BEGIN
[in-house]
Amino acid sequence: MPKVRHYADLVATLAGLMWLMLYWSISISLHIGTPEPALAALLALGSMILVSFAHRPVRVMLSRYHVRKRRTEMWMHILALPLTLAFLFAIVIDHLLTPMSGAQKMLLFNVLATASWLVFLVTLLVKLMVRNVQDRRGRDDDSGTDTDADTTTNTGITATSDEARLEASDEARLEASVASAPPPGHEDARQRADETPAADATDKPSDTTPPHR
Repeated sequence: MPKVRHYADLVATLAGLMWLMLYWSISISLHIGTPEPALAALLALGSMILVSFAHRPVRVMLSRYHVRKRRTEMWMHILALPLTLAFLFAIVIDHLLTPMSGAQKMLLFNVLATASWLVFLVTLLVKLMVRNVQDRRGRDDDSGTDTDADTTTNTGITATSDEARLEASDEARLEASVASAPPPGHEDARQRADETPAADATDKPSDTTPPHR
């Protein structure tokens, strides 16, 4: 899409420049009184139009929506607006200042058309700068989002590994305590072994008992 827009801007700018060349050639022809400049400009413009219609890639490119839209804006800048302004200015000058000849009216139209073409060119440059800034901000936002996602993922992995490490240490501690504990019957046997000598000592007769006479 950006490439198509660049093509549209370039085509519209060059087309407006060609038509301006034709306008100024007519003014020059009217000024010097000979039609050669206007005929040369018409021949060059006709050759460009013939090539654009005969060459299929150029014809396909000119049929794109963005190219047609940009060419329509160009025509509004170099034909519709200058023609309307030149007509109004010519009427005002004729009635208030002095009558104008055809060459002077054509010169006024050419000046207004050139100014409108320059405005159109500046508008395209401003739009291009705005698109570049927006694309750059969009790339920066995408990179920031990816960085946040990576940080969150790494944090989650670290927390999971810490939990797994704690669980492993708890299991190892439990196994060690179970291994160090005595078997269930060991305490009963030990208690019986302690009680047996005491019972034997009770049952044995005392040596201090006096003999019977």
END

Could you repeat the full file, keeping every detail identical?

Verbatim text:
[in-house]
Amino acid sequence: MPKVRHYADLVATLAGLMWLMLYWSISISLHIGTPEPALAALLALGSMILVSFAHRPVRVMLSRYHVRKRRTEMWMHILALPLTLAFLFAIVIDHLLTPMSGAQKMLLFNVLATASWLVFLVTLLVKLMVRNVQDRRGRDDDSGTDTDADTTTNTGITATSDEARLEASDEARLEASVASAPPPGHEDARQRADETPAADATDKPSDTTPPHR
Repeated sequence: MPKVRHYADLVATLAGLMWLMLYWSISISLHIGTPEPALAALLALGSMILVSFAHRPVRVMLSRYHVRKRRTEMWMHILALPLTLAFLFAIVIDHLLTPMSGAQKMLLFNVLATASWLVFLVTLLVKLMVRNVQDRRGRDDDSGTDTDADTTTNTGITATSDEARLEASDEARLEASVASAPPPGHEDARQRADETPAADATDKPSDTTPPHR
């Protein structure tokens, strides 16, 4: 899409420049009184139009929506607006200042058309700068989002590994305590072994008992 827009801007700018060349050639022809400049400009413009219609890639490119839209804006800048302004200015000058000849009216139209073409060119440059800034901000936002996602993922992995490490240490501690504990019957046997000598000592007769006479 950006490439198509660049093509549209370039085509519209060059087309407006060609038509301006034709306008100024007519003014020059009217000024010097000979039609050669206007005929040369018409021949060059006709050759460009013939090539654009005969060459299929150029014809396909000119049929794109963005190219047609940009060419329509160009025509509004170099034909519709200058023609309307030149007509109004010519009427005002004729009635208030002095009558104008055809060459002077054509010169006024050419000046207004050139100014409108320059405005159109500046508008395209401003739009291009705005698109570049927006694309750059969009790339920066995408990179920031990816960085946040990576940080969150790494944090989650670290927390999971810490939990797994704690669980492993708890299991190892439990196994060690179970291994160090005595078997269930060991305490009963030990208690019986302690009680047996005491019972034997009770049952044995005392040596201090006096003999019977």